The late Schulyer Baker Sr., an early partner at the Balch Bingham law firm, was a noted insider with segregationist Gov. George Wallace. How much of an insider was Baker, whose son Schuyler Allen Baker Jr. now is general counsel at Balch as it wrestles with a number of controversies related to race? [The most recent controversy, going beyond race, involves the suspicious vehicle crash that nearly claimed the life of attorney Burt Newsome and reportedly has stunned the Birmingham legal and business communities.]
Newspaper archives indicate Balch Bingham has played rough for years. According to a July 1964 article at The Anniston Star, Baker Sr. was the go-to guy when Wallace wanted to make sure Birmingham businessman Elton B. Stephens Sr. (founder of EBSCO Industries) landed a state textbooks contract.
That meant canceling the textbook-depository contract of Paul Malone (from Northport), who had held it for seven years, and shifting it to Stephens, a close friend of Wallace. Baker was the aide Wallace chose to make that happen.Malone was not happy with the outcome, claiming he was the victim of politics. He told the press he had discussed with Wallace the possible sale of the depository to Stephens but felt Stephens' offer was too low. Wallace's response? "We'll wait and see what happens?" This is what happened: Thanks largely to Schuyler Baker, Malone saw the contract swept out from under him. Wrote The Star:
On Oct. 1, the State Board of Education (featuring four new Wallace appointees) canceled Malone's contract and eventually awarded a new contract to Stephens.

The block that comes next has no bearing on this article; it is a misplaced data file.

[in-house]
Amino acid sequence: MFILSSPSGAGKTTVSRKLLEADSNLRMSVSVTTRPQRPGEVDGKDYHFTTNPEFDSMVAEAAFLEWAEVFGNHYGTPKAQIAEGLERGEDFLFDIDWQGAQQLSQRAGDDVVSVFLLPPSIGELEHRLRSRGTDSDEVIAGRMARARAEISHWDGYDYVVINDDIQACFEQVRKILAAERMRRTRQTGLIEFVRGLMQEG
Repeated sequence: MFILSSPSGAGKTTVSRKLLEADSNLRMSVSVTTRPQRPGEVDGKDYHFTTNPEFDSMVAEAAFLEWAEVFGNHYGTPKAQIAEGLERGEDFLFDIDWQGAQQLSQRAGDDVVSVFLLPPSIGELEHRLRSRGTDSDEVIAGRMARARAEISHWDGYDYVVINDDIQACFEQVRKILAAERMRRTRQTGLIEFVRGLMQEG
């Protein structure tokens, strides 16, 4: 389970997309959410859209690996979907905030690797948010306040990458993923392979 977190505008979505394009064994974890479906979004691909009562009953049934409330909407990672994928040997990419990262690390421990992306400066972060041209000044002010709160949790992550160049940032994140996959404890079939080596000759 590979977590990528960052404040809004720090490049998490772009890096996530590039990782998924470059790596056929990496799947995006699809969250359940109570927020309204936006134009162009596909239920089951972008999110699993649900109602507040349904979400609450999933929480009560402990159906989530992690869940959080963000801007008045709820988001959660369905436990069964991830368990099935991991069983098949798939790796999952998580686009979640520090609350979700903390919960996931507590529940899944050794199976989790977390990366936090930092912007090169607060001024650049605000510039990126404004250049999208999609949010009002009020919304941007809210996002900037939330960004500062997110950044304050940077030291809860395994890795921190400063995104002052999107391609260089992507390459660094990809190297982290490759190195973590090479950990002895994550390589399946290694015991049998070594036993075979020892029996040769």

Malone also told reporters that a Birmingham attorney, Schuyler Baker, who represented Stephens in the proposed sale of the depository business, told him in a telephone conversation that Wallace would cancel the contract unless Malone agreed to sell the property. Contacted in Birmingham, Baker denied it.
Malone showed newsmen copies of registered letters to and from Baker during the negotiations. Malone obtained an injunction to block the contract cancellation, but the Alabama Supreme Court overturned it, and the education board promptly awarded a new contract to Stephens.
Moving to the present day and controversies swirling around Balch, they might have recently increased by one when attorney Burt Newsome -- after court skirmishes with Balch and its clients, Alabama Power and Dummond Company -- was injured in a car crash that showed signs of being intentionally set up.
Was Newsome the target of a hit? The Birmingham legal and business communities are "stunned and in disbelief" after the Newsome crash, according to a report at banbalch.com:
Burt Newsome has been discharged from the hospital and is making a steady recovery. The Iron Man has even gone to his office, defying those who may have hoped he was permanently silenced or crippled.
Leading activists, business leaders, lawyers, and judicial branch employees in Alabama are stunned and in disbelief that Burt Newsome was almost killed.
Newsome has received a flurry of support and “get well” messages from colleagues and lawyers, but not a peep, not a squeak from Balch or their henchmen.
Was Newsome a victim once again? Many think so.
|Burt Newsome crash scene.|